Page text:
I love people who cut to the chase: This is who I am; take it or leave it. Yelitsa Jean-Charles is one such woman. In the few months I’ve known her, I’ve grown to love our short-and-sweet exchanges at Union Hall: two tired-but-happy entrepreneurs with big dreams, high expectations, and serious sweet tooths. We finally got a chance to sit down for an interview, and the artist-turned-entrepreneur was everything I knew she’d be: snarky (her words), unapologetic, honest. Read on to meet the founder of Healthy Roots Dolls, a budding company dedicated to bringing diversity and empowerment straight to the toy aisles of America.Read More
Toilynn O’Neal is fully invested in the city of Cincinnati. She’s worked at St. Ursula Academy in Walnut Hills for the past 20 years and currently serves as their director of diversity. She works for the Cincinnati Visitors Bureau, helping to develop multicultural entertainment for Fountain Square in the summer. She’s the interim executive director of the Queen City Foundation, an organization devoted to helping young people succeed. Toilynn herself benefited from QCF, and she says it’s one of the reasons she is who she is today, doing what she’s doing to elevate young women in Cincinnati and inspire them to become leaders and community change agents.
We huddled around a table at Fountain Square amid the usual noise to find out what has driven Dora, chief operating officer at the Greater Cincinnati Foundation, to all that she has accomplished. As a vibrant guitarist played and groups of friends chatted nearby, we carried on a lively conversation surrounding our communities and the strategies for addressing those that need more attention. Dora is oftentimes at the center of the community both in her professional role and personal growth experiences, but that doesn’t stop her from taking a step back to the behind the scenes action of it all.Read More
KellyAnn Nelson believes in empowering people and helping them to access their superpowers through music. She is the founder and artistic director of Young Professionals’ Choral Collective of Cincinnati (YPCC), an open access nonprofit choir. YPCC has a roster of 1,100 young professionals (YPs) who sign up to sing in any or all of the organization’s three arms: 1. Non-auditioned cycles which run 6-8 weeks each; 2. Community singing, which takes place around town upon request, whether at breweries or on the steps of Music Hall; and 3. The auditioned chamber choir. KellyAnn is also the managing artistic director of the Cincinnati Boychoir. Through these dual roles, she is helping to create a community of inclusion in Cincinnati.Read More
I met Megan Fischer a few years ago, while she was working at an educational publishing company. She was smart and capable and sometimes had pink hair – the kind of person you suspect has interesting things ahead. When Megan started talking about a diaper bank, a term I’d never heard before, I stopped and listened. From her, I learned that diaper banks help provide diapers, a necessity for children that is not covered by any government program like food stamps or WIC. Health clinics and food banks aren’t regular sources of diapers either, so parents in need have no reliable way to get them if they’re short on cash.Read More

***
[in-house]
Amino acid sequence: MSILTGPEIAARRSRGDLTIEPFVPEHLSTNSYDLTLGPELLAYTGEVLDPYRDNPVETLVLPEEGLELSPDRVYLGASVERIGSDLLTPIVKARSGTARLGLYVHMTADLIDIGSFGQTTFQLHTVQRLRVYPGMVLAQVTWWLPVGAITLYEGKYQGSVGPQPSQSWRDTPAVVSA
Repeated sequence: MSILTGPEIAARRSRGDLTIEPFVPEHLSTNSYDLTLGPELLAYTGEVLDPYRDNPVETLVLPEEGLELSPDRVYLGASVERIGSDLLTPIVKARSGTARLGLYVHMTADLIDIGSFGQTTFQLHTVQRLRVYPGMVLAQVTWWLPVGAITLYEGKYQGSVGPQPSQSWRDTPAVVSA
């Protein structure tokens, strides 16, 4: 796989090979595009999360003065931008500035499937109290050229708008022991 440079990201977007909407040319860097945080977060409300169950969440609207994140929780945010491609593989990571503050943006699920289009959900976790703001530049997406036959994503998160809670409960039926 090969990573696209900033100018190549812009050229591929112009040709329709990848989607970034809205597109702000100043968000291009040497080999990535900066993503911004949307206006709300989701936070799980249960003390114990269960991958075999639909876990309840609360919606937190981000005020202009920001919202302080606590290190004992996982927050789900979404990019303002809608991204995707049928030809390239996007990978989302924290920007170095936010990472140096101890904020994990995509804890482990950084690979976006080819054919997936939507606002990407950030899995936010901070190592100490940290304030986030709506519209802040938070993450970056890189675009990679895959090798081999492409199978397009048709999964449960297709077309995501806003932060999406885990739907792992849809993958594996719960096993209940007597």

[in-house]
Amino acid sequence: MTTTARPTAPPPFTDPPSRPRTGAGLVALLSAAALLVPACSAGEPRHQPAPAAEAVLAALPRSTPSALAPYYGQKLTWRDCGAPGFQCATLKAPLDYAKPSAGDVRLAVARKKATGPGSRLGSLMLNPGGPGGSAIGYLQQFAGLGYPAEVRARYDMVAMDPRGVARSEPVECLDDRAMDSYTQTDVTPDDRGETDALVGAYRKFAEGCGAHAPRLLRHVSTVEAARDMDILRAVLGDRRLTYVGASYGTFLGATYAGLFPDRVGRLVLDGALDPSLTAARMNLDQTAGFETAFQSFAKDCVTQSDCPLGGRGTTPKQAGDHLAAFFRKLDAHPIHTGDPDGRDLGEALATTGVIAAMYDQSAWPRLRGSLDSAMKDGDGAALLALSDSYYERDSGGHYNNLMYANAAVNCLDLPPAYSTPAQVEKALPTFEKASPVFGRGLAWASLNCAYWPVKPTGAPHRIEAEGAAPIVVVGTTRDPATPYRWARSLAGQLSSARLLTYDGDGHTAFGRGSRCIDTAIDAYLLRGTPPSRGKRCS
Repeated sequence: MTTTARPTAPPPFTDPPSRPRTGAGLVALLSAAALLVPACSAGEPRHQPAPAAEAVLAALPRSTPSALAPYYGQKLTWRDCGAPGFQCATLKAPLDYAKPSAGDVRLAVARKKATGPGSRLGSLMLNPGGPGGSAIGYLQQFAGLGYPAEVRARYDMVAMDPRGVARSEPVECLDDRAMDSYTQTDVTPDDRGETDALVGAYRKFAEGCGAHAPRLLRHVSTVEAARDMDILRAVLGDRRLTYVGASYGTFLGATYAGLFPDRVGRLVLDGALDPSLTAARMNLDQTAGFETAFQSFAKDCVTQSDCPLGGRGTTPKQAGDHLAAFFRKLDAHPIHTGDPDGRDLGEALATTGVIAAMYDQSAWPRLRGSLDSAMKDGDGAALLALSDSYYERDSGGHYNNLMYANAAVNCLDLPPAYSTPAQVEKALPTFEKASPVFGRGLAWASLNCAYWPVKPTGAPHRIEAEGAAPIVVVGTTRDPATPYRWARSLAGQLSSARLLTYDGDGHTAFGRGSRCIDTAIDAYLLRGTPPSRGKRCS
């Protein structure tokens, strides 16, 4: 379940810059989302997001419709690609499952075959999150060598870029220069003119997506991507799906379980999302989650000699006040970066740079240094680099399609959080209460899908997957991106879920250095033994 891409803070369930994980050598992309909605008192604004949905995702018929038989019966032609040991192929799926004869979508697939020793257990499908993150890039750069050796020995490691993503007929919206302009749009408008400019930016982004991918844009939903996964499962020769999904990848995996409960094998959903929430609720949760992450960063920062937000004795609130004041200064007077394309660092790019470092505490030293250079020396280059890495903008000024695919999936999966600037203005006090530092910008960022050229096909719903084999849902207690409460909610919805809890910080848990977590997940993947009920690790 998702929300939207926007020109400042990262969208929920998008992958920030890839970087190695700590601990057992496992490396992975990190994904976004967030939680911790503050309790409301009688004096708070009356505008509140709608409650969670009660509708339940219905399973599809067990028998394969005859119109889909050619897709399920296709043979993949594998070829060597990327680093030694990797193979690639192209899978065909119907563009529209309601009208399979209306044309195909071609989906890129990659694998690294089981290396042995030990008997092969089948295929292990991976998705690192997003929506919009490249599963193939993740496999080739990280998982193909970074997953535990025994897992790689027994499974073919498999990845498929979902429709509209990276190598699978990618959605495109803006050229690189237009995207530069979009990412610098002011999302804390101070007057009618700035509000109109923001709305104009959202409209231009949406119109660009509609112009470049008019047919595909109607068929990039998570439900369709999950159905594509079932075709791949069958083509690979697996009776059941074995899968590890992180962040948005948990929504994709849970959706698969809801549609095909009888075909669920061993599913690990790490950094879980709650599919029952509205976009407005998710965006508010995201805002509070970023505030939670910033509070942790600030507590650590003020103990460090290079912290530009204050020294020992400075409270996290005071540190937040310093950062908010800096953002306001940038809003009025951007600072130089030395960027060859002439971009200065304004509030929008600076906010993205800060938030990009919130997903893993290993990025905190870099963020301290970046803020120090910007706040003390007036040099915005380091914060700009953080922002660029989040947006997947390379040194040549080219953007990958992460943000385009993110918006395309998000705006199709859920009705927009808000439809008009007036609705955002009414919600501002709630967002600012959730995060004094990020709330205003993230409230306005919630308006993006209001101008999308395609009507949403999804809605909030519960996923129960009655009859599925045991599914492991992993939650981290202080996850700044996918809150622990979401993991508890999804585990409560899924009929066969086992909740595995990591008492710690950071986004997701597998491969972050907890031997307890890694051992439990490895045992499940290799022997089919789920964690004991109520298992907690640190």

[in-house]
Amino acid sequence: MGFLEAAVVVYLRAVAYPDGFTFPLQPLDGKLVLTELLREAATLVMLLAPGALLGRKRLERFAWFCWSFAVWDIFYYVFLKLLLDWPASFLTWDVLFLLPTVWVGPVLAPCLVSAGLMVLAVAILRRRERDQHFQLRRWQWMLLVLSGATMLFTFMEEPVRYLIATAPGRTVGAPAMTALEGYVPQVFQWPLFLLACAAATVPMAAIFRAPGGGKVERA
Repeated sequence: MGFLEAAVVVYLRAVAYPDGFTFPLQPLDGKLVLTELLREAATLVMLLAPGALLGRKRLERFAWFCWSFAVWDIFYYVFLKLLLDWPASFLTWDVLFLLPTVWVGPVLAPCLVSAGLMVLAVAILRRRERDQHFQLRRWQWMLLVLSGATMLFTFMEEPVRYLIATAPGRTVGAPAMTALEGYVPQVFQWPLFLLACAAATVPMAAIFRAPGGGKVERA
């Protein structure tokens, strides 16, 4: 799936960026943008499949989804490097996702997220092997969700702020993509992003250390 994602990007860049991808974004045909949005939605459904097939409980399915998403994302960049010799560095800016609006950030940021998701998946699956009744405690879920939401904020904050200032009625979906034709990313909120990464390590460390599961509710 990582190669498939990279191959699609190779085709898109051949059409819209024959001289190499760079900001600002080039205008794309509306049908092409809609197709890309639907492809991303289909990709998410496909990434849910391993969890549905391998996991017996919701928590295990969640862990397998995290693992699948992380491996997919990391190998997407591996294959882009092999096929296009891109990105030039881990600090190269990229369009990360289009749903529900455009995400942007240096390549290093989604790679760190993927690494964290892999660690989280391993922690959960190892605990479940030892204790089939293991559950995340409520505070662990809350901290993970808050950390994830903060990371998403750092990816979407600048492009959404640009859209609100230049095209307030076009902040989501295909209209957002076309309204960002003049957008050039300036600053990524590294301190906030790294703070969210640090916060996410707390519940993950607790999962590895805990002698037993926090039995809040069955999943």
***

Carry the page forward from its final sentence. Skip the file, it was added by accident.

It was a very cold April morning when we sat down with Amy Vann, founder of Give Like a Mother. The air was crisp, the sun was bright, and the scenery at the Cincinnati Nature Center was absolutely gorgeous. With an inviting energy and a smile that could light up any room, Amy opened up about her childhood, the important role faith plays in her life, and her aspirations for her nonprofit organization. Here is a glimpse of her inspiring story.
We meet at Liberty’s Bar & Bottle, home to many of Lily and Anh’s best ideas. It’s an innocent enough starting point for a simple after-work get-together. But with Lily and Anh, a simple get-together can just as often turn into an unplanned meeting of top-tier movers and shakers planning out the next great idea for the city. I’ve been there, and it happens.Read More
Danielle Gentry-Barth, a proud Bearcat, told us to meet her in front of Mick and Mack’s at the University of Cincinnati. We settled comfortably in an office borrowed from the philosophy department, and Danielle shared her journey from a master’s degree in history to her position now at Easterseals. She frequently described her work and her life as “awesome!” She fell into fundraising right out of graduate school and has yet to fall out of it. She also told us about the work she does to help others outside of Easterseals. It was clear that helping people is in her nature.Read More